Nutrition Essay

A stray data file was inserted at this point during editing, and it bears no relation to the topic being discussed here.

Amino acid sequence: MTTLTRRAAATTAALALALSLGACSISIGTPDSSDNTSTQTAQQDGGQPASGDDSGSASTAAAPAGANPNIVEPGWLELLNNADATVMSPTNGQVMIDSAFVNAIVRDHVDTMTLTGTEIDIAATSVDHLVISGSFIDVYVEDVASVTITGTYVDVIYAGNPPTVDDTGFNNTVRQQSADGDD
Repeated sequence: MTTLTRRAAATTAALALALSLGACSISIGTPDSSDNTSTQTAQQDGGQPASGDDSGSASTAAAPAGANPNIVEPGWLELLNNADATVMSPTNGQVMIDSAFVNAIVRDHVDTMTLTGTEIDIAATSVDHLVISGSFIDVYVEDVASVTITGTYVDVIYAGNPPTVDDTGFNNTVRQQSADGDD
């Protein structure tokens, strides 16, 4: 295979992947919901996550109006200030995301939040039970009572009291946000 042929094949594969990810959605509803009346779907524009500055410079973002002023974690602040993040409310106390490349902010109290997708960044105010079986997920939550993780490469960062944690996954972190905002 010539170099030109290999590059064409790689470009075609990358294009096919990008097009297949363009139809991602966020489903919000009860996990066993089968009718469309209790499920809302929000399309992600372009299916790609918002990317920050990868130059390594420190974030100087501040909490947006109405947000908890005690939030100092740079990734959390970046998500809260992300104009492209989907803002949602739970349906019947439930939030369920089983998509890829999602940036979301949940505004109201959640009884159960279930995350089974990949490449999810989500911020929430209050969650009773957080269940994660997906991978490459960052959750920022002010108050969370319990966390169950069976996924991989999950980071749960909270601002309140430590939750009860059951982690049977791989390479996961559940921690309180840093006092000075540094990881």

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Nutrition In humans proteins are needed in large quantities for growth and repair and the body also needs carbohydrates and fats in large amounts for energy. Vitamins and minerals are also needed for a variety of different functions, including regulating the body’s metabolism but it is needed in much smaller amounts. Water is a vital part of a human’s diet and so is dietary fibre (roughage) as it is necessary for efficient digestion. Carbohydrates – main function is to provide the body with energy. There are two types of carbohydrates - starchy (complex) carbohydrates and simple sugars. The simple sugars are found in confectionery, cakes and biscuits, cereals, puddings and juices and jam and honey but they also contain fat. Starchy carbohydrates are found in potatoes, rice, bread, wholegrain cereals, semi skimmed milk, yoghurt, fruit, vegetables, beans and pulses. Both types effectively replace muscle glycogen. The starchy carbohydrates are the ones that have all the vitamins and minerals in them as well as protein. They are also low in fat. The starchy foods are much more bulky so there can be a problem in actually eating that amount of food so supplementing with simple sugar alternatives is necessary. Your digestive system converts the carbohydrates in food into glucose, a form of sugar carried in the blood and transported to cells for energy. The glucose, in turn, is broken down into carbon dioxide and water. Any glucose not used by the cells is converted into glycogen - another form of carbohydrate that is stored in the muscles and liver. However, the body's glycogen capacity is limited to about 350 grams; once this maximum has been reached, any excess glucose is quickly converted into fat. Base your main meal with the bulk on your plate filled with carbohydrates and small amounts of protein such as meat, poultry and fish. Fats

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